Using BGP knobs to eliminate asymmetric routing and effectively utilize multiple links between on-premise and cloud environments.
While many companies operate entirely in the cloud, even more do not. As great as cloud computing is, it takes a very specific use case to justify a 100% cloud deployment—typically very small companies, with highly variable workloads that are principally API or software driven. For the rest of us, we need to sort out the optimal way of connecting our on-premise data centers with cloud resources. This means traffic engineering, and often, BGP. If you thought BGP was reserved for hyper-scalers and service providers, think again.
BGP (Border Gateway Protocol)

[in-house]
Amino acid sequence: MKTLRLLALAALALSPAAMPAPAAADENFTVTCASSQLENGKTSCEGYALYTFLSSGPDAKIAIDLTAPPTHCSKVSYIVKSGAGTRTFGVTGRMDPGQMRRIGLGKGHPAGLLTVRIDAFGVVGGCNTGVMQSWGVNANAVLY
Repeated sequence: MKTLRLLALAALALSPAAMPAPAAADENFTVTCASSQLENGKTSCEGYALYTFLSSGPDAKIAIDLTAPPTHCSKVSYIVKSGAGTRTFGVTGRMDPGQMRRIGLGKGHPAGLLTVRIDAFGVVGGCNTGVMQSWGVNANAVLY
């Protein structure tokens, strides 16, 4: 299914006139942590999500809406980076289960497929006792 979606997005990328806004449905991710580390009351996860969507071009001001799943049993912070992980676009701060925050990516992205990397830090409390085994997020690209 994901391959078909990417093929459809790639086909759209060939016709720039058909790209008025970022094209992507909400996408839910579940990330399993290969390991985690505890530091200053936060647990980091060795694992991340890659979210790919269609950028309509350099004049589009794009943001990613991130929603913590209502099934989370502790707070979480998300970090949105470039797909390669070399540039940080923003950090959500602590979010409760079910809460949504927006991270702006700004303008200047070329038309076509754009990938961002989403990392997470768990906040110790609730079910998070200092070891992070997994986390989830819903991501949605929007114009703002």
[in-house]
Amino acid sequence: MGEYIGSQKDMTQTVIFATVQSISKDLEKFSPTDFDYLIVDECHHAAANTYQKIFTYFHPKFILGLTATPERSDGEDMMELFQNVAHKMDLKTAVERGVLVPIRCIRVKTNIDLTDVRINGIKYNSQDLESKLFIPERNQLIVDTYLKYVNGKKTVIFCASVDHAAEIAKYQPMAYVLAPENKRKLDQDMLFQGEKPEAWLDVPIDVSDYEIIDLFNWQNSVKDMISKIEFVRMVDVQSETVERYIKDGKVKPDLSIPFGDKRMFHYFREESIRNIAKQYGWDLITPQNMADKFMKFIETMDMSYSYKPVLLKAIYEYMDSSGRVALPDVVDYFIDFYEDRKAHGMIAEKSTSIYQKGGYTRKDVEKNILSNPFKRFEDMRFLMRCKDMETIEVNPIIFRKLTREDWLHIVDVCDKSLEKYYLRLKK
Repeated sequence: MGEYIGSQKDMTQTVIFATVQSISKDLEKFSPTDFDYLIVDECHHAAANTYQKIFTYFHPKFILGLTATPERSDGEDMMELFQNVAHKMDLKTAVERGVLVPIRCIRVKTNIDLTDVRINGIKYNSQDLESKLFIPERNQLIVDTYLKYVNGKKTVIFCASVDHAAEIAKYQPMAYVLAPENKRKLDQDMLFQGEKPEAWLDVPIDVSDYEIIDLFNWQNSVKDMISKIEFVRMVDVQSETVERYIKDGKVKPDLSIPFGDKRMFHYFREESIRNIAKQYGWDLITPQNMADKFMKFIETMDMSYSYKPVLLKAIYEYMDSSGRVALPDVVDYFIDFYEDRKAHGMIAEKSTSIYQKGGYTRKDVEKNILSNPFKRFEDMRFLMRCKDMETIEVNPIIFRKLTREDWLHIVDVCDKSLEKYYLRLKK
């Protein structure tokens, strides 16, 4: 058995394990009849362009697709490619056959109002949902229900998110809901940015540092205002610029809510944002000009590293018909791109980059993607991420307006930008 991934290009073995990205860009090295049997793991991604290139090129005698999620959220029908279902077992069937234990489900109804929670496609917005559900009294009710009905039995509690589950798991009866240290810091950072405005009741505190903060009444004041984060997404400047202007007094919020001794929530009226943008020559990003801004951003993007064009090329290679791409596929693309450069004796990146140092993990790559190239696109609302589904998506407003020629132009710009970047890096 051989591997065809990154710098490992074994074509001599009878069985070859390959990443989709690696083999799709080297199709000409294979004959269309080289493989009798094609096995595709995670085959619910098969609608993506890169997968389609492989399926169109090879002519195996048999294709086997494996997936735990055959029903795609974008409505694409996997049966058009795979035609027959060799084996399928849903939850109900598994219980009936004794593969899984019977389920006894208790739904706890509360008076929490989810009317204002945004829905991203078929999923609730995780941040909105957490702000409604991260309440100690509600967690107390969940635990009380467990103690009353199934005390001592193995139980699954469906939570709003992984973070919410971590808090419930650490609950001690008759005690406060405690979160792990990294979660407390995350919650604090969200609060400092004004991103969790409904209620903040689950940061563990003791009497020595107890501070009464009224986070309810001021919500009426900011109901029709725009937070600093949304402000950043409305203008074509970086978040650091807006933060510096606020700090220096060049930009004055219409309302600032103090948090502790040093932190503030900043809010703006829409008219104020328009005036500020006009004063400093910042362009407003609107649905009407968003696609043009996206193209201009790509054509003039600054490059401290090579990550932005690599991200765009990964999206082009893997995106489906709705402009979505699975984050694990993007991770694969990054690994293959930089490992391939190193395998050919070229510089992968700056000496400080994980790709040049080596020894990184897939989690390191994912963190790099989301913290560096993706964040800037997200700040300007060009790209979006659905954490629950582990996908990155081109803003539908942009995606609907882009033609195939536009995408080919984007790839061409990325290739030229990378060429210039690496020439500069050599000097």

BGP is the routing protocol that stitches the Internet together. Traditionally, not many people outside of service providers may have had use of it. But increasingly, BGP is seen inside the data center, particularly as an overlay routing protocol used in spine-leaf clos fabrics. It’s also what you have to use if you want to peer with AWS DirectConnect, Microsoft Azure ExpressRoute, or Google Connect. BGP has a lot of knobs—that is, way to control path selection and route advertisement—but we’re only going to focus on two of them: local preference (to influence outbound routing to the cloud from your on-prem) and AS path (to influence routing to your on-prem from the cloud).